Robinson

I look at a lot of the examples, and, as I say, there was more to the Alison Roman incident. Okay, so I’m gonna take this idea. You give what you call this catechism of contradictions where there are all these contradictory things that supposedly, again, these people think you have to believe. One of them is that if you only date white people, you’re racist. But if you date Black people, you’re racist, too. One of them is that you must strive to understand the experiences of Black people, but you can never understand what it is to be Black. One of them has shown interest in multiculturalism, but you’re not culturally appropriate. It strikes me that these are ways of putting it that make therapy a contradiction. But there are ways to reconcile those things perfectly well, like showing an interest in multiculturalism, but not culturally appropriating. For example, there’s not much uproar about Eminem because people understand that he practices a Black cultural form, but he respects it, right? So he shows an interest in multiculturalism, he’s able to practice a Black-developed cultural form, but he doesn’t just lift it without any respect for the artists who created it. And there’s not much uproar among these people who supposedly believe in this contradictory thing.

McWhorter

Yeah, I can see what you mean, and Eminem was allowed. But you might remember that there was a time when he was considered much more controversial about things like this. And then the next thing is, you say he did it with respect, okay. But the question then becomes what that respect means, especially with other cultural forms, and the contradictions really do often cancel one another out. This is what bothers me about the contradictions in particular: if you really do analyze most of them, you could think that our job is to come to a certain kind of middle ground understanding. But then I also say in the book, that the problem is that the sorts of people who police these sorts of things never seem to be able to allow anybody to find the proper middle ground. People are always creating an offense of one kind or another, on the basis of having run afoul of either Column A or column B. Now, you could just call that a society engaged in a constant kind of discussion. But it also means that the race thing, as we call it, often is a very subtle kind of dance, which—and you might think, well, okay, some things are subtle and difficult—doesn’t serve much of a purpose in helping poor Black people who need help, which, as you notice, as the book goes on, is what I’m saying we’re losing sight of.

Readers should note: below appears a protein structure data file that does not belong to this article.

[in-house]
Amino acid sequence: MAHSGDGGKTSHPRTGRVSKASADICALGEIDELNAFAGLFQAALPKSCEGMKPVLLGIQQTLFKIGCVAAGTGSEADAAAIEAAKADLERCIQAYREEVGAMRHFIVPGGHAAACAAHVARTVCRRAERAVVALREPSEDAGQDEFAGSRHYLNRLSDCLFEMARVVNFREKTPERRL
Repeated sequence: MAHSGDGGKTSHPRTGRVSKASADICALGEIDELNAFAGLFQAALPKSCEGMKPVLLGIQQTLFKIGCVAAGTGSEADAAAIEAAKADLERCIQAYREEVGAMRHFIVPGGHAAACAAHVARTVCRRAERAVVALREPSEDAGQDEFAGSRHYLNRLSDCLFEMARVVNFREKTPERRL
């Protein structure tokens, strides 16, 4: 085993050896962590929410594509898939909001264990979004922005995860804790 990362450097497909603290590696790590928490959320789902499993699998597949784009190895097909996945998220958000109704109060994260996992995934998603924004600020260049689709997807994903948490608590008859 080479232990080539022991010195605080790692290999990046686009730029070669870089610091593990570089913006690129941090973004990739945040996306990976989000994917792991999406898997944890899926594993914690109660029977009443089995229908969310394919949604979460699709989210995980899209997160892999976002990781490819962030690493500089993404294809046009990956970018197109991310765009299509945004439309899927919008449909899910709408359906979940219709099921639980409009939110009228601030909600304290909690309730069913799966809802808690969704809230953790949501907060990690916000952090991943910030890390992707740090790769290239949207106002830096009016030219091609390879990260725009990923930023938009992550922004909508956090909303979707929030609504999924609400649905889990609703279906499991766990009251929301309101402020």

Robinson

The one area where I do agree is the idea that a prerequisite of policy is trying to figure out the areas in which racism still affects everyday American life, and that this is a difficult project, because racism often operates in quite subtle ways. Oftentimes, the stamp of history lasts a long time. A lot of the people that you call a religion, I treat them as operating in a good faith attempt to figure out lingering deep injustices that are the result of hundreds of years of apartheid in this country. And I really came away wishing that this was a more empathetic book that engaged more deeply with the texts that they write, with sociologists, with anthropologists, and, I don’t know. It felt aggressively dismissive to me in a way that I don’t think makes it possible for good conversations to be had.

McWhorter